Satanic Threat - In to Hell
Hells Headbangers
Hardcore Punk
16 songs ()
Release year: 2013
Hells Headbangers
Reviewed by Alex

Cleveland. My favorite little mistake-by-the-lake city, where girls go missing for a decade … Don’t know what I am talking about, start following some US national news. Anyway, I like Cleveland. As ugly as its soft industrial underbelly might be, I have had good luck with that city, going there on business or pleasure. The trips to Peabody’s have been numerous, and most of them rewarding. Cleveland also spawned a number of underground cult units like Nunslaughter and Midnight, all connected at the hip by the venerable Hells Headbangers label. Reaching back into its vaults, the label now pulls out what they think is a treasure of local Cleveland hardcore punk scene, Satanic Threat, the band with the connection to the aforementioned Midnight and Nunslaughter, in the form of shared bandmembers.

Someone needs to explain to me how these underground legends are made. Satanic Threat only recorded eight songs ever, but apparently became one, and sold 1000 copies of their one and only In to Hell. While I totally dig the Swedish hardcore punk of the likes of Wolfbrigade, Satanic Threat is a direct exercise in primitivism, delivered fast, simple, on one-note riffs, with lyrics loaded with blasphemy and “sung” in a high-pitched hysterical lament. Since Satanic Threat apparently existed only for a short while, they only managed one live performance, and the release loads the same tracks live as it does with the studio “production”. Live performance of Satanic Threat is as electric and full of fuzz as the guitar amps they use. Coming as if from somebody’s basement, I wonder how they managed to pack in there those 1,000 people who were probably the buyers of the recorded album, directly responsible for Satanic Threat legendary status. Delivered at the highest nerve level, this music takes you by the storm and demands total letting go. If you manage to achieve that level of cathartic cleanliness you will feel it, as In to Hell is not without simplistic obvious catchiness. Just try not to think and don’t forget to hate Christ.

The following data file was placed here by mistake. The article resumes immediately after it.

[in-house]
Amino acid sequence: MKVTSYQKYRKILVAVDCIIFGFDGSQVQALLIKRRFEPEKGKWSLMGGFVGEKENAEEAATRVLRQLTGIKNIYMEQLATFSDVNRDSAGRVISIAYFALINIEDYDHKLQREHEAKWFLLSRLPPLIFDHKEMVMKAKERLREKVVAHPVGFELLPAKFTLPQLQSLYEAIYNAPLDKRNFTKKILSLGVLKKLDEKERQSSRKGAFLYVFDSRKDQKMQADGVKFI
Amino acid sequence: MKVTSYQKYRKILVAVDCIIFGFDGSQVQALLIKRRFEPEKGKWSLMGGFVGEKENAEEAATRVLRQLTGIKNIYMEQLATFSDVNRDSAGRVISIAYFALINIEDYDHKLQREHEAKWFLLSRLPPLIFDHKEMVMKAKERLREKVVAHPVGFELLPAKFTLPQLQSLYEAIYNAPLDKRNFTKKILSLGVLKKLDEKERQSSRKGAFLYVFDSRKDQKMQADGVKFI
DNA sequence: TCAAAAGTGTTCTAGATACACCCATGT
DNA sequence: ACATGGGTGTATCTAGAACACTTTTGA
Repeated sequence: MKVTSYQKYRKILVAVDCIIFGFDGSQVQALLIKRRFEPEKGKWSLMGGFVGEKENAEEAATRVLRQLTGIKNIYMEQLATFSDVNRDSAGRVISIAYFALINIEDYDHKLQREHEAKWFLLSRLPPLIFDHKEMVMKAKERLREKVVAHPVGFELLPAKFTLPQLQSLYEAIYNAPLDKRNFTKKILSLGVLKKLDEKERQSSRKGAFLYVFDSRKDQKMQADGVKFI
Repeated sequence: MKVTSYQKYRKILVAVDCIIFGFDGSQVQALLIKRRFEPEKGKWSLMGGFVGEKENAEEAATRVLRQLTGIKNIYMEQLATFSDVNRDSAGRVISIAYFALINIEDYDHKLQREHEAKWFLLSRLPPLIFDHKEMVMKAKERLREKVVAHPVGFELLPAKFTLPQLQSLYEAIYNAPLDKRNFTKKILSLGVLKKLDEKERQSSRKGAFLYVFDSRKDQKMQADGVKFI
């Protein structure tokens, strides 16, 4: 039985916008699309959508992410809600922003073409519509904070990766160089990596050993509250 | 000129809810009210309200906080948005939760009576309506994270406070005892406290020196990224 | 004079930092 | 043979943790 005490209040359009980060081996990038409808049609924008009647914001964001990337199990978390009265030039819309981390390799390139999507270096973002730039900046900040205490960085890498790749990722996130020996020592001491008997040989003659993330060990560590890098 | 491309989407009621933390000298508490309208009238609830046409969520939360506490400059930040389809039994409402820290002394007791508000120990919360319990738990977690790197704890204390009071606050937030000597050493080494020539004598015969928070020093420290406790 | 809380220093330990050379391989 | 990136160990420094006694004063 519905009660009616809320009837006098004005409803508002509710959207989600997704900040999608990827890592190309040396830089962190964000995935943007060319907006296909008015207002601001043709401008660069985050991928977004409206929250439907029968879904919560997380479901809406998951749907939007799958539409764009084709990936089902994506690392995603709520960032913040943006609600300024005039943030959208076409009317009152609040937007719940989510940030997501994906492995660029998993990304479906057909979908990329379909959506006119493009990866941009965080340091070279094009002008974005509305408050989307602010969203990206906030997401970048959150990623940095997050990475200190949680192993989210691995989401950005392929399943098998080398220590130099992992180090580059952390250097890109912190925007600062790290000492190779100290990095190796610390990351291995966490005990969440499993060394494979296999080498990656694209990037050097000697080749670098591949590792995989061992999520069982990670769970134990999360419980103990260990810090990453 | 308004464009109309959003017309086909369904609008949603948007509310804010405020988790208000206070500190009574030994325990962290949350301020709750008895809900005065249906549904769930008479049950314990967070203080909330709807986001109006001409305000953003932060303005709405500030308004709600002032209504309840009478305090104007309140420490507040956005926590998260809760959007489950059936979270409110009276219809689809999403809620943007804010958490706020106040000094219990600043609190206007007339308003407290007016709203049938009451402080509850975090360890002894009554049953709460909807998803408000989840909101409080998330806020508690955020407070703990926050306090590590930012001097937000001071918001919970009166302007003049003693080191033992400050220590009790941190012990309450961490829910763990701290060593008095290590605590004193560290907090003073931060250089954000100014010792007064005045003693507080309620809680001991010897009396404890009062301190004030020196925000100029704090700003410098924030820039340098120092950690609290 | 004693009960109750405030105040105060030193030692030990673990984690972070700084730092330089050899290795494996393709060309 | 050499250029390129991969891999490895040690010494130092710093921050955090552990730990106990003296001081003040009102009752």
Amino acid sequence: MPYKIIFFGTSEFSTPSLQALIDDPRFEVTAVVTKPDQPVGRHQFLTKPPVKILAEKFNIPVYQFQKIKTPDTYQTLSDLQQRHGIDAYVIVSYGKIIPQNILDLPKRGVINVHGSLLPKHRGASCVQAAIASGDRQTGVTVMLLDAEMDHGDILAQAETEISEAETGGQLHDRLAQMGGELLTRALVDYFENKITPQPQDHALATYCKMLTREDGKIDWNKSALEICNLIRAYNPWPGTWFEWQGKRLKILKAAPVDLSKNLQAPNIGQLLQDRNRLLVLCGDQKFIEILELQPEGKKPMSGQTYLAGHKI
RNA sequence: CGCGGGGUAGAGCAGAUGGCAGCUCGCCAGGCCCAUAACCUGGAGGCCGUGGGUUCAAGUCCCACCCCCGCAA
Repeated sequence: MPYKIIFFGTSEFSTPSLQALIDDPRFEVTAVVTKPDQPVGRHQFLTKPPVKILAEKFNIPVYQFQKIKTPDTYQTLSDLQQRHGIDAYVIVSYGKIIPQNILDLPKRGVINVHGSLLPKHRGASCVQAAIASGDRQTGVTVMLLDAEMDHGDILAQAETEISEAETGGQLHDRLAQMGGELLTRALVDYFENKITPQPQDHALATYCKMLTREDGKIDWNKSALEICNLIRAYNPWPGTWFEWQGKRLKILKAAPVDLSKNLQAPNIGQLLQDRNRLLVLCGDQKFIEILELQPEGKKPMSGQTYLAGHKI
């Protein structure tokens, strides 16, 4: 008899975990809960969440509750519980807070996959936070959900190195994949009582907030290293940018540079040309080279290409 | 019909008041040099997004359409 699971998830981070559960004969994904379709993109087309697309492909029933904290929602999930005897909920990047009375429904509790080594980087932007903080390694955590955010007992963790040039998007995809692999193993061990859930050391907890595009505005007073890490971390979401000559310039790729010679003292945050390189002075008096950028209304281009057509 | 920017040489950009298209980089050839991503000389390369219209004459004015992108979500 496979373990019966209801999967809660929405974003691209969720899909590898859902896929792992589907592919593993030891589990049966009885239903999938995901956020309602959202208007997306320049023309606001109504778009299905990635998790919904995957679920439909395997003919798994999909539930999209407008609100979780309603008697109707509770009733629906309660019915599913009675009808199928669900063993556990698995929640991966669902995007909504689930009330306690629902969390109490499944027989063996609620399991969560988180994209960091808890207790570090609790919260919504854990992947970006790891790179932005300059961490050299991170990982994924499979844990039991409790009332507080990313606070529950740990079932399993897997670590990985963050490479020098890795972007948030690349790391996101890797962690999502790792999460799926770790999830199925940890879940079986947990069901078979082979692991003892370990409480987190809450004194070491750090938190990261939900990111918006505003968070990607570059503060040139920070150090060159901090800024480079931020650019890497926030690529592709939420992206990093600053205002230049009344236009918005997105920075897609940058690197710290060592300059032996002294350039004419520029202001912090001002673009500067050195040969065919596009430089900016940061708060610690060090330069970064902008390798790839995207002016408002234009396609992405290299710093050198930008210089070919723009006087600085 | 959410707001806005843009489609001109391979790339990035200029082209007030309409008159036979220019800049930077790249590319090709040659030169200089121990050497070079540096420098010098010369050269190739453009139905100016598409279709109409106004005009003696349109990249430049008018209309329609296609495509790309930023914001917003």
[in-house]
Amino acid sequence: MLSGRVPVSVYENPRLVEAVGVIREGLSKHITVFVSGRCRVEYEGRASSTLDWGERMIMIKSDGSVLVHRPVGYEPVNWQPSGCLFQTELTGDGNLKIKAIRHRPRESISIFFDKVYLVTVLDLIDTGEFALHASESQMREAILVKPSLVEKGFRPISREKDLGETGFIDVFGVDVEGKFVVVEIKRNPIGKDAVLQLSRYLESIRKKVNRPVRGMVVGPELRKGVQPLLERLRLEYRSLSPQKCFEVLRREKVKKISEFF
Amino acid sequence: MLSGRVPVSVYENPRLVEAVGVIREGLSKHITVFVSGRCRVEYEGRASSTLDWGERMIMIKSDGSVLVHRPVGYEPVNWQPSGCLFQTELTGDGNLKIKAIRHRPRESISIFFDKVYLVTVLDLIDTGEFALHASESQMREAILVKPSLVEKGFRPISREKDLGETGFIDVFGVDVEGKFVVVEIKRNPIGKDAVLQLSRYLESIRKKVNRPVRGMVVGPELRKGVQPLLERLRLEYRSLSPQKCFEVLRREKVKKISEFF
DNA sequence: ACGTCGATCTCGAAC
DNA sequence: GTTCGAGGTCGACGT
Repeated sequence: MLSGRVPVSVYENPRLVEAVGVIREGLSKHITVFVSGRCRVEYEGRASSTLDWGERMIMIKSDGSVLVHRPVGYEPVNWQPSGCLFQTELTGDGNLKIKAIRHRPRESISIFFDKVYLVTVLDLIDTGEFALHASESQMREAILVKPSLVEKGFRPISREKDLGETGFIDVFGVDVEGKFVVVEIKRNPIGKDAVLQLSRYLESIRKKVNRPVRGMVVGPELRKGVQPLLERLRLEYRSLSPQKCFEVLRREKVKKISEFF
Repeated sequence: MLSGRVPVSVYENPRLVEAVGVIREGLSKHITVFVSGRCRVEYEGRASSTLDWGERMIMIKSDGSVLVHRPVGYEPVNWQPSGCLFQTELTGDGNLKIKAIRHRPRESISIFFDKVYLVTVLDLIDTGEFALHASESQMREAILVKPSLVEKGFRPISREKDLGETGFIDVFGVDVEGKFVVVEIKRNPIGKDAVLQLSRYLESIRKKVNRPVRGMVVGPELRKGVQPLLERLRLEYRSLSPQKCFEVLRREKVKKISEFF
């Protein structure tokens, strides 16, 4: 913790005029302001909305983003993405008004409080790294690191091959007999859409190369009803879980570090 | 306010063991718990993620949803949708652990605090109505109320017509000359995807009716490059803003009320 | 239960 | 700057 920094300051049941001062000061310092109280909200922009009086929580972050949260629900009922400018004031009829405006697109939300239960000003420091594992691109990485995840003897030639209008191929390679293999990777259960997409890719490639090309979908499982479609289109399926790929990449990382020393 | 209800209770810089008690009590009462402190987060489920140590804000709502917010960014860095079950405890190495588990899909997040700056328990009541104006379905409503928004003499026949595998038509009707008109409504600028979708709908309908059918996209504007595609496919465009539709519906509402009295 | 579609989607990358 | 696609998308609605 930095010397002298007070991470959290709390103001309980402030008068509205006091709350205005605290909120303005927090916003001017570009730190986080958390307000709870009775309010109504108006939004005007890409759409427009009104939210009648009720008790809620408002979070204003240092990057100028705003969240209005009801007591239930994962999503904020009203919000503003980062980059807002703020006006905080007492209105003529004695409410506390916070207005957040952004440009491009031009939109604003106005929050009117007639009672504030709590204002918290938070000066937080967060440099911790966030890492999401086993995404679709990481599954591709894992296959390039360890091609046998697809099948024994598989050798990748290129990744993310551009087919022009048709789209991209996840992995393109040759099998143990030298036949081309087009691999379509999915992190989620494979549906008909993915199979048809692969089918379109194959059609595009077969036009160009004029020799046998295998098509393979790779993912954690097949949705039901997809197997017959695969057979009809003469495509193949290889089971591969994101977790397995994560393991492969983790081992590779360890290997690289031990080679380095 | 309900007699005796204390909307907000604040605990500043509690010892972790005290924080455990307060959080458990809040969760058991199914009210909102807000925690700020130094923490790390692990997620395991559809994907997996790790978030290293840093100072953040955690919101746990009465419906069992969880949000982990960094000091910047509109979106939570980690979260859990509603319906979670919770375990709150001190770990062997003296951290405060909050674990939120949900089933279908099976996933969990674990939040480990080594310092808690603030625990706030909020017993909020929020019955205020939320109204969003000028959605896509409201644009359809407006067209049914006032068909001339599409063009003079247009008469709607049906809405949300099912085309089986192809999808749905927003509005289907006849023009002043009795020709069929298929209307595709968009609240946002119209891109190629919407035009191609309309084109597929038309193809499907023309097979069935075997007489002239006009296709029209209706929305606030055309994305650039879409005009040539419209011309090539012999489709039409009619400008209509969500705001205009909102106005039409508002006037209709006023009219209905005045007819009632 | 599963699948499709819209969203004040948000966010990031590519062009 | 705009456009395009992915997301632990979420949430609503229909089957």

I always tell my kids – one of the biggest favors I am giving them, while the rest of the folks around them go to churches of various kinds on Sundays, they get to stay home and enjoy another half of that blessed day they would have otherwise lost to mindless prayer, etc. The kids in Satanic Threat apparently weren’t so lucky, as their parents dragged them to all of those establishments, which is very much manifested in In To Hell lyrical messages. Cursing at the Cross, Don’t Follow Him, Small God, Big Cross and Guilty of Hating Christ tell all. Somebody must have overdosed on Christianity in their youth.

Killing Songs :
You love it or you hate it
Alex quoted 60 / 100
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There are 5 replies to this review. Last one on Wed May 22, 2013 5:55 pm
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